Simply the Best My friends are forever promising (or is it threatening?) to write a comic based on the antics of Jennifer Justice. I can live with it- kids need as many positive role models as they can get. But some of us are way too modest! I thought I would encounter more grandstanding, more swagger from our ranks. Not so!
True, we have good reason to recoil at terms like inspiring, amazing and heroic. But it is ironic that while so many of us work to reverse harmful Super Crip stereotypes, Able- Bodied America clamors at the high alter of shameless self promotion. For better or worse, our culture has decided that success should bare an uncanny resemblance to fame- mongering egotism.
We are an aggressive people inhabiting impossibly fragile bodies,
I don't believe in excessive modesty. But then again, I'm not sure I want to take on our megalomaniac culture, not all by myself. From what I've been reading, that culture ain't pretty. Maybe I'll just stick to being a snob who practices passive resistance in her spare time. And I'll rely on your words when I need to be inspired or need to be reminded of the dangers of thinking in superlatives.
Anti- heroes- the New Black I can certainly relate to this Top Ten List from The Blind Bookworm's poison pen, er, keyboard? Apparently, not all blind people are gifted musicians! Some of us even require an intervention. Thanks to Evil Kestrell for saying what I so often think! I too am bored by the whole "bad blind person" debate!
Critical Bogle explains why it's not easy being green when you have a disability and the "dolphin killing" big box stores are the only ones with accessible aisles and parking. And if you're in the mood for a more scholarly read, you can head on over to peer review Super Crips, Disabled Anti- heroes and the Women Who Care for Them, wherein Bogle examines gendered relationships in films like My Left Foot.
I love the premise of Thailand Gal's blog, on planning a move to a new country. Submitted for our reading pleasure a Theravada oasis of a sparsely populated forest far from ego. She encourages us to "tell someone else in your life what he or she does that matters to you."
Forget about inspiring others. We have better things to do. To quote Goldfish, "Impairment is something that happens to you or the way you happen to be, not something you take on." We look to our own friends and allies for affirming words. I know that when I feel like shit, the last thing I want to hear is how strong everybody else thinks I am. I'd much rather get someone else's take on a difficult experience, someone who shares a bit of my own philosophy (I'd be a fairly lousy existentialist).
What happens when an autistic kid saves a life? Is he twice as heroic as NTs who have found themselves in similar situations? Or is this an example of one cliche amplifying another?
On a happier note, Zuska and Mom offer their rave review of the funkadelic beach wheelchair.
Unsolicited Advice from "the Experts" Wow, we should consider ourselves lucky to have so many experts on our side. So many noble souls consulting on on our behalf. They claim to know what is best for us. Many of them work pro bono and they are remarkably persistent. Miraculously, they seem to know everything about us regardless of prior acquaintance, from what clothes we should wear to the type of medicines we should be taking. Ruth explains.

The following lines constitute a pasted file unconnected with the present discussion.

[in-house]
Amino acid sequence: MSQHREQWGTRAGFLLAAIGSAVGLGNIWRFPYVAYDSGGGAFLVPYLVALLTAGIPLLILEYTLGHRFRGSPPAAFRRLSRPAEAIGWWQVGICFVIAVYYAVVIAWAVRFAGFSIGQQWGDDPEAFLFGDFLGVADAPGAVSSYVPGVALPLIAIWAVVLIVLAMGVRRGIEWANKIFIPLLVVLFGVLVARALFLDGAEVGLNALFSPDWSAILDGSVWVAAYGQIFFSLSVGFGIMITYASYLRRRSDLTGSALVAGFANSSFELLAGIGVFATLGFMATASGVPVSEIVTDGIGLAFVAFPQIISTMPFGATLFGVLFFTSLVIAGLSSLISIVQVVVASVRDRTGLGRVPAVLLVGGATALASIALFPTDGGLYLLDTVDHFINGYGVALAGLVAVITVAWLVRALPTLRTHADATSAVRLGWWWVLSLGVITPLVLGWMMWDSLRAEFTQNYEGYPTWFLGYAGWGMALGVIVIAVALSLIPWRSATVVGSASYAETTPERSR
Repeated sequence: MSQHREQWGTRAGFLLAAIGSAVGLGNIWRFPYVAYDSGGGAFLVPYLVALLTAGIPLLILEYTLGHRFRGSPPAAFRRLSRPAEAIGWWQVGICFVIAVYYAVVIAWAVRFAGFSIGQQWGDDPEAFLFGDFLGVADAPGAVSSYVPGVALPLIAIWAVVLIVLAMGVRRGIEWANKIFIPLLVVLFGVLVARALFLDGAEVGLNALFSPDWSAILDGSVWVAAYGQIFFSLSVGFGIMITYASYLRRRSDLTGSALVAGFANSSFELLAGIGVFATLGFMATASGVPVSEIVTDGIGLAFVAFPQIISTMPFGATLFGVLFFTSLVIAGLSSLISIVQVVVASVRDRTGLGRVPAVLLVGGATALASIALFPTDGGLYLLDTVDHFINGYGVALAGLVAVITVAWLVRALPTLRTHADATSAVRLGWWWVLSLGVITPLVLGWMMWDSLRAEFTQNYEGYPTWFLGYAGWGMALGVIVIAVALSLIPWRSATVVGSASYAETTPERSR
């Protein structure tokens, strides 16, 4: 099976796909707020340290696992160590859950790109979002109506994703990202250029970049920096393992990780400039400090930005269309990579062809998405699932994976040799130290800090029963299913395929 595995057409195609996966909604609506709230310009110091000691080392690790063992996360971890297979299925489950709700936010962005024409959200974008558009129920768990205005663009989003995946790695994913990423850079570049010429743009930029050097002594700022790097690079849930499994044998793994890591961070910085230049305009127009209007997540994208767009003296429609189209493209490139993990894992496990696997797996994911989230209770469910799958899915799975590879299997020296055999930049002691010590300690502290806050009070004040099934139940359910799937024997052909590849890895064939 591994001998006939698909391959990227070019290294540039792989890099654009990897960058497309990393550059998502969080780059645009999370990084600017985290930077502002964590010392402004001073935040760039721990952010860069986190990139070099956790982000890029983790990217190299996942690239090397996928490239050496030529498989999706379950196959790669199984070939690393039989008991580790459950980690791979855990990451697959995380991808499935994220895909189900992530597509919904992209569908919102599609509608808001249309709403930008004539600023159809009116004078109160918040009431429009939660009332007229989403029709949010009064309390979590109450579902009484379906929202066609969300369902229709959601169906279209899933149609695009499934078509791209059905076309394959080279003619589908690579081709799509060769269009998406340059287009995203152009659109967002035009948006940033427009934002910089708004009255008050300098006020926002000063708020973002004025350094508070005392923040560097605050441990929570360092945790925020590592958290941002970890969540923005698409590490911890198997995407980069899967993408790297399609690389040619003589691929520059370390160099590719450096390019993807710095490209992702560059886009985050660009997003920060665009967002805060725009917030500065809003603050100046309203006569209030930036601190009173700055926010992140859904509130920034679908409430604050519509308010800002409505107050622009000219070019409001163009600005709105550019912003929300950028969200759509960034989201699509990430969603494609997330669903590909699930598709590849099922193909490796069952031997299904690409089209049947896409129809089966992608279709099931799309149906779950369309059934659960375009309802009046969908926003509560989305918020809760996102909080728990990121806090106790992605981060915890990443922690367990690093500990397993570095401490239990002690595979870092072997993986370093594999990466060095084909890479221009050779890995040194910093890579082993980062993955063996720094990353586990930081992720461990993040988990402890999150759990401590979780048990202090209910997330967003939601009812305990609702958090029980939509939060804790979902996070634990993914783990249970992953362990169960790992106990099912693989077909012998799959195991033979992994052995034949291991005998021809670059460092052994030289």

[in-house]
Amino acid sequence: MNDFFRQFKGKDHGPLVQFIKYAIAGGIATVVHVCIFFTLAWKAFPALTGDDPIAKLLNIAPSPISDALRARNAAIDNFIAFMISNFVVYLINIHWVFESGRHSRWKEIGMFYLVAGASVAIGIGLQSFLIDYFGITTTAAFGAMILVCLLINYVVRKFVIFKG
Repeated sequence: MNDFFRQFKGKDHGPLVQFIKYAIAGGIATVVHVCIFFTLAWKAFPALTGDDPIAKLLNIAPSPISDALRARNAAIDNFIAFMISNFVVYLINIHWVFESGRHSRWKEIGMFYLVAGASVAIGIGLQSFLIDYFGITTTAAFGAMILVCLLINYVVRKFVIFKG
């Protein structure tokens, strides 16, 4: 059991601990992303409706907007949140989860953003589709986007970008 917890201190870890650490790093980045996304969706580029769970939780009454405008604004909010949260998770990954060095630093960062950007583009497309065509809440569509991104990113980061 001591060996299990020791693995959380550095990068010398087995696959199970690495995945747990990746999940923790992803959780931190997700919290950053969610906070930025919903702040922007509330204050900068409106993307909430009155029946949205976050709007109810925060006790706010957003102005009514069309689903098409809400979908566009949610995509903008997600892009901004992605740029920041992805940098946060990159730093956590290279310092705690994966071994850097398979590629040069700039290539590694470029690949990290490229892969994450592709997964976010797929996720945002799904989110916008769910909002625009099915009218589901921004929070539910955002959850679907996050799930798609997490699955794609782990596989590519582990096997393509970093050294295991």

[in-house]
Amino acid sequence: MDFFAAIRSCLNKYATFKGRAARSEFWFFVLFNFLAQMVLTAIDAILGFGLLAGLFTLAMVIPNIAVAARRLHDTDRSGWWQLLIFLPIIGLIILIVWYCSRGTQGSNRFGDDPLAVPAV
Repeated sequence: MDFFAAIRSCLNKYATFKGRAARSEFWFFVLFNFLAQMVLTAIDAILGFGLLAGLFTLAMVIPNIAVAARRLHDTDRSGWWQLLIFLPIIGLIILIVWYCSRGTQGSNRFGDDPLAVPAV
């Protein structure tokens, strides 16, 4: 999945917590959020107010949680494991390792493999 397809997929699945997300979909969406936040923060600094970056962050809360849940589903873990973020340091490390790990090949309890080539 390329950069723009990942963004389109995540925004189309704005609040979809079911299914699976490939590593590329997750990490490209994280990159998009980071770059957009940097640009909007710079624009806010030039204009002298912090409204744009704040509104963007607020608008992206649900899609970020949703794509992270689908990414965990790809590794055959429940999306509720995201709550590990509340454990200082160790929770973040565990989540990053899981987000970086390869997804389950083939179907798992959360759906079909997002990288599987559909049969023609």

Snake Oil Celeb Now I have one more reason to despise Jenny McCarthy- just what I need. It took a D List Celebrity to find a cure for autism!
I received several reports on the disturbing child services case involving Fran Lyon in England.
Shaheen Lakhan at Brainblogger celebrated ADD Awareness Day by losing her car keys.
Stephen at Planet of the Blind offers scathing satirical commentary on the Defective People Industry. I can't believe I'd never heard that term before.
Finally, Emma reflects on the people who have come into her life as a direct result of having CP.
Eat Your Vegetables Robert embarks on one of the sacred rites of parenting. Check out that adorable Baby Afro!
Best of Show I was originally introduced to Creativity Explored by way of Michael Bernard Loggins, whose poem Fears of Our Lives was featured on This American Life a few years ago. Well known for their ambitious exhibitions and roster of talent, the folks at CE recently launched a new website where you can buy/ license original artwork, browse the events blog and get to know studio artists. Penny notified me of their upcoming show Super Heroes Super Villains.
Jodi at Reimer Reason just held a contest to come up with a "cool" alternative title for her son's new respite worker. Looks like they have a winner.
Best All Around I'm fast becoming addicted to Dave Hingsburger's blog Chewing the Fat, but it's hard not to when one encounters passages like this:
It came clear to me that 'choice' could only be made where there was both self-esteem and assertiveness. I saw a definition of choice for people with disabilities that helped me think this through. Choice is uncoerced selection.
Most agencies are concerned about the opportunity for an increased number of 'selections' but have not put much emphasis on the 'uncoerced' part. There is only choice where there is no fear of punishment. Where there is safety to select. Where the word 'REALLY' as in, "Do you REALLY want dessert?" "Do you REALLY want to buy that blouse?" does not exist.
Thanks to Penny for calling my attention to some fab posts for this topic. The next disability blog carnival will be held at Disability Studies.
Visual Description: At top, a blue ribbon in closeup lying on its side. At bottom, Dave's "virtual beer" is a six pack of Pabst of course!